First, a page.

Ottawa on Canada day is a pretty cool thing.
I’m letting you know this now because you still have a few days to make arrangements to visit Canada’s capital city this weekend… though you will probably have to sleep on the street or in a city park because hotels have been full for months. If you don’t visit this year, you should really consider putting it on your bucket list because it’s a great event to experience at least once in your life.
(Very important side note: My brother-in-law Bruce took all the great shots in this post… you’ll be able to tell which were his and which were mine. You can check out more of his work here.)
While the brochures would say there are hundreds of different things to do, usually you just end up spending the day, walking around, shuffling your group from place to place – it’s a big collection of people in one spot all happy to be together, contentedly moving amongst each other like schools of fish that swim in every which direction. You smile a lot at strangers, and even if you are from out of town, or not Canadian, you get this feeling that you are all in it together.
There is no pretention in Canada Day Celebrations. The downtown area is really homey and intimate… it feels like your backyard, and you are just having some people over for a party. You could set up camp on a lawn chair on a curb in the middle of the city (where usually buses would bowl you over) and just sit. You could probably even cook up some hot dogs on a barbeque and people would assume that you were meant to be there.
The humidity that’s unique to Ottawa will usually be in full summer haze by Canada day. Even if it’s a bit chilly out and you think you need a sweater, when you put it on it will immediately feel suffocating.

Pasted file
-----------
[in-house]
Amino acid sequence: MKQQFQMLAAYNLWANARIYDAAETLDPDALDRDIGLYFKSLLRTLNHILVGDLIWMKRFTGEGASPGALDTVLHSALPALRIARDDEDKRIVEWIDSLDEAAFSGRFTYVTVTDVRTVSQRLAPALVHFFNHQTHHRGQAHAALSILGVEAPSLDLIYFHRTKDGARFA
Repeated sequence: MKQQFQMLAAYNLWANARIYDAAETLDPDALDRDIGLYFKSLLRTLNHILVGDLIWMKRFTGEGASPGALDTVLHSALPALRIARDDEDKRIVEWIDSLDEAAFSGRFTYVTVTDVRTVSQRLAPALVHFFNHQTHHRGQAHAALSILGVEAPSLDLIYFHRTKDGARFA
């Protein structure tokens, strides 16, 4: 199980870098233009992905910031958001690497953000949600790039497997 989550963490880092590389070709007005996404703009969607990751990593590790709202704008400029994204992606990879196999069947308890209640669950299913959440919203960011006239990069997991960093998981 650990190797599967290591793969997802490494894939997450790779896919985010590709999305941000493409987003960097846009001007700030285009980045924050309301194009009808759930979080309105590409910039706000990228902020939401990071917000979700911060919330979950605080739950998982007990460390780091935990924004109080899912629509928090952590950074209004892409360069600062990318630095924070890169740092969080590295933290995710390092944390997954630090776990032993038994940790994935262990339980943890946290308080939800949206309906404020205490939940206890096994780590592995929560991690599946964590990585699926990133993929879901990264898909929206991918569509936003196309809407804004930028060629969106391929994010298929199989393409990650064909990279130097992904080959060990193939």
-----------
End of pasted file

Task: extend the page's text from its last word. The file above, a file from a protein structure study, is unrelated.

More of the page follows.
There’s usually a British dignitary kicking around. If you’re lucky you’ll be here on a year that hosts the Queen. (Or really lucky and you’ll get William and Princess Kate). If you’re unlucky you might catch Charles and Camilla. They aren’t Canadian, but in Canada we keep in touch with the Monarchy… they are like that great-aunt you might send Christmas Card to.. Or the accomplished cousin & his trendy wife that you track on Facebook.
The year the Queen was here my nieces came to catch a glimpse. We waited for a few hours on the hot asphalt in front of the parliament buildings until she finally drove by. The rest of the day we walked around and ended up napping in a park, which is bliss on any beautiful summer day, but particularly satisfying on Canada Day. The fireworks at night are pretty spectacular even if you have sore feet from a day of meandering.
Another year we made pancakes and kicked the celebrations off at 10:30 in the morning. It’s a good idea to leave the house with a full stomach and a good buzz because the restaurants in the Byward Market are both full of tourists, and have jacked up prices.
The first summer I spent in Ottawa I got trapped in a freakish down pour and huddled against the West Block of the Parliament buildings to try to stay dry. It only lasted a few minutes and afterwards we joined the soaking wet crowds on the open street and followed the stream of water which rushed along the curbs and gutters from Upper Town into Lower Town.
We ended up meandering down Rideau Street, (not drying off because of the dense humidity), towards an apartment that had the best view of the fireworks. We stopped along the way at a chip truck for poutine.
On Canada Day there are a million police officers walking around, and because they are Canadian, they pretend to be annoyed when you ask them to take your picture. But they still do it:
Happy Canada Day everyone!!!